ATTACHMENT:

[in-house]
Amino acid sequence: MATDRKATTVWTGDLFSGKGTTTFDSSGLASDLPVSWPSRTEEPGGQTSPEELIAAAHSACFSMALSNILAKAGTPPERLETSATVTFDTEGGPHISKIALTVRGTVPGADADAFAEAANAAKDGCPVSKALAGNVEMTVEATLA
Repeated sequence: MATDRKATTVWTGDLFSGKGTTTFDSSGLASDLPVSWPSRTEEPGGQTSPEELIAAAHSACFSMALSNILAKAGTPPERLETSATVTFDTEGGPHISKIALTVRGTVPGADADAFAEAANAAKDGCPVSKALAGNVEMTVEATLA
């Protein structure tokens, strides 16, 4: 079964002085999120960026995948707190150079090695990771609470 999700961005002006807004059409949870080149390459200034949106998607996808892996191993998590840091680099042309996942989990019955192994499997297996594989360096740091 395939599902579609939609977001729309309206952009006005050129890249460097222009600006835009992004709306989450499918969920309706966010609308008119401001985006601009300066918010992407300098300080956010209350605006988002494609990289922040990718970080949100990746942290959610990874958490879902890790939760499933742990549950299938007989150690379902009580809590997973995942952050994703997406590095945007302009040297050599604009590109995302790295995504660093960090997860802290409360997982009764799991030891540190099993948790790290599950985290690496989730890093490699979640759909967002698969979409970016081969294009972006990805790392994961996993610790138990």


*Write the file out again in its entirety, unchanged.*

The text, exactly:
[in-house]
Amino acid sequence: MATDRKATTVWTGDLFSGKGTTTFDSSGLASDLPVSWPSRTEEPGGQTSPEELIAAAHSACFSMALSNILAKAGTPPERLETSATVTFDTEGGPHISKIALTVRGTVPGADADAFAEAANAAKDGCPVSKALAGNVEMTVEATLA
Repeated sequence: MATDRKATTVWTGDLFSGKGTTTFDSSGLASDLPVSWPSRTEEPGGQTSPEELIAAAHSACFSMALSNILAKAGTPPERLETSATVTFDTEGGPHISKIALTVRGTVPGADADAFAEAANAAKDGCPVSKALAGNVEMTVEATLA
């Protein structure tokens, strides 16, 4: 079964002085999120960026995948707190150079090695990771609470 999700961005002006807004059409949870080149390459200034949106998607996808892996191993998590840091680099042309996942989990019955192994499997297996594989360096740091 395939599902579609939609977001729309309206952009006005050129890249460097222009600006835009992004709306989450499918969920309706966010609308008119401001985006601009300066918010992407300098300080956010209350605006988002494609990289922040990718970080949100990746942290959610990874958490879902890790939760499933742990549950299938007989150690379902009580809590997973995942952050994703997406590095945007302009040297050599604009590109995302790295995504660093960090997860802290409360997982009764799991030891540190099993948790790290599950985290690496989730890093490699979640759909967002698969979409970016081969294009972006990805790392994961996993610790138990």